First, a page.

Preparing for a Day Skipper practical course in Scotland
I'm studying the weather forecast for next week's sailing course in the Firth of Clyde. It will help me to plan where we might go with the wind each day, and which harbours will be sheltered overnight. We also have to do a 4 hour night sail, which is part of the sylabus. I prefer a dry night, and not Thursday, as the students will be shattered and have to drive quite a distance home the next day.
I'm using the American GFS forecast on www.xcweather.com because...
Towing a yacht's tender
We tow our rubber dinghy on cruising holidays, especially if we're using it frequently. It would be a pain to deflate and stow it away each day.
But towing the tender causes drag & will slow a sail boat down. The drag puts extra strain on the painter too, so I fitted 2 D rings on our dinghy, one on each tube, to spread the load. I found it also helped to lift the bow and reduce drag.
In certain conditions, we can also reduce the drag by towing the dinghy on a long rope. We set the length of the rope so that as the yacht goes down a wave, the dinghy is also is going down a wave. In other conditions, we find having the dinghy very close to the stern of our yacht with the bow out of the water works better.
An inflatable dinghy is prone to flipping over, especially in stronger winds. So we always remove the outboard, seat and oars before towing.
If we want to sail faster, we stow the inflated dinghy upside down on the foredeck lashing it down securely.
Holyhead to Peel, IOM (and beyond)
Day 8 - Tuesday 23rd May 2017
This was always going to be a quick departure. The crew were getting slick at arranging the mooring warps ready to slip, disconnecting shore power and dimming the lights on the navigation instruments. 0415 saw us heading away from the pontoon and through the myriad of moored yachts between us and the breakwater. Kathryn had been getting lots of experience on the VHF radio by calling the coastguard each day with our 'traffic report', or TR for short. Today she informed Holyhead CG that Wind Song was heading to Peel with 4 persons on board, ETA 1400 hours. Listening on VHF ch14 for traffic movements we headed out past the breakwaters.
We'd a course to steer for the next hour, passing close to Langdon Ridge West Cardinal Buoy and on to the waypoint at the edge of the Traffic Separation Scheme. The buoy was spotted first by its white light, flashing quickly 9 times every 15 seconds. Then as dawn broke we could actually see it. We kept a good lookout by sight as well as checking AIS and radar for traffic moving along the TSS, but it was very quiet. Arriving at the waypoint bang on time, we altered course to keep our heading at...
Porthdinllaen To Holyhead
Day 7 - Monday 22nd May 2017
It was bright daylight when I rose at 6am. Putting the kettle on reminded me to switch off the anchor light and hoist the black "anchor ball". The previous night's weather forecast foretold of strong gusts. In order to monitor anchor drag overnight, I'd set a waypoint on my phone's 'SailDroid' app before I turned in. But the wind had been quiet all night.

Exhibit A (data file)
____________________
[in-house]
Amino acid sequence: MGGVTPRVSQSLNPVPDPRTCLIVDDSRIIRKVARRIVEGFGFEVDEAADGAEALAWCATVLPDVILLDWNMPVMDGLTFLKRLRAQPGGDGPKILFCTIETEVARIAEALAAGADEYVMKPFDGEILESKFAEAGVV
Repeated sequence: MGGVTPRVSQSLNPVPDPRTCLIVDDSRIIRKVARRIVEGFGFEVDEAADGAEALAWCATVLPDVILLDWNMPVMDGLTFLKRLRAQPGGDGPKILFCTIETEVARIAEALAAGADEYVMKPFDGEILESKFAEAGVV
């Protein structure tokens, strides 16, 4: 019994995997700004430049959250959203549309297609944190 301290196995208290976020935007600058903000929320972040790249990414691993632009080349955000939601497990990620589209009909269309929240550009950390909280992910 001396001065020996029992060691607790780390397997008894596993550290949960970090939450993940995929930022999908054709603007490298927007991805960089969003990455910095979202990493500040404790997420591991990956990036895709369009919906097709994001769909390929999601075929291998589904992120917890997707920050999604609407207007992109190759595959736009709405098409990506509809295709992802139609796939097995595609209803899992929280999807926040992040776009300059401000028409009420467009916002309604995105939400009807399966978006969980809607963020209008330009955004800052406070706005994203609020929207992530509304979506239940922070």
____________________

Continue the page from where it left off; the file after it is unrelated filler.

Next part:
I used the quiet time in the early morning to plan the next two legs of our journey. Porthdinllaen to Holyhead was not as far as our previous sails and a reasonably straightforward passage. The best thing would be to wait at anchor until the tide turned in our favour in the early afternoon. We'd then catch the flood tide going north much like walking on a travelator at the airport.
Marked on the chart were overfalls off Anglesey. We'd give them a wide berth before swinging round North Stack and eastwards to the entrance of the huge harbour. We'd also monitor harbour traffic on VHF ch 14. Holyhead marina was a good place for us to refuel and fill up with water. The forecast gave south or southwesterly winds again of force 4 or 5, occasionally 6. These would be great winds for sailing on a reach, but could be challenging when...
Sailing North Again
Day 6 - Sunday 21st May 2017
Up at 0630 and made tea. Skip was up soon after. We donned our sailing gear and he used the ship's hose to fill the water tank as I re-arranged the mooring warps and fenders ready to go. The fairway was narrow and as we reversed out a gust of wind caught the high bow. The thruster quickly brought us back on track. The lock gate was still closed so we called 'Pierhead' on VHF channel 14. "Give me ten minutes" he said "and I'll prepare the lock". I'd forgotten that the protocol there was to call the lock keeper an hour before departure and then again on de-berthing.
After a short delay we were on our way out of the lock and down the channel. We called Milford Haven Port Operations, they informed us that there were no ship movements and we were clear to cross the channel towards Angle Bay.
As soon as the hook was down the kettle went on again. Kathryn let out twenty metres of chain and we watched for a steady transit across the beam to check the anchor was holding. Then we tied a heavy rope to the chain with a rolling hitch. Letting more chain out 'til the knot was well over the bow, we tied off the rope to a cleat and the chain was duly snubbed. This is a great technique for taking the load off the windlass. The rope snubber was touching the cheek of the stem head fitting, which could cause chafe, so we...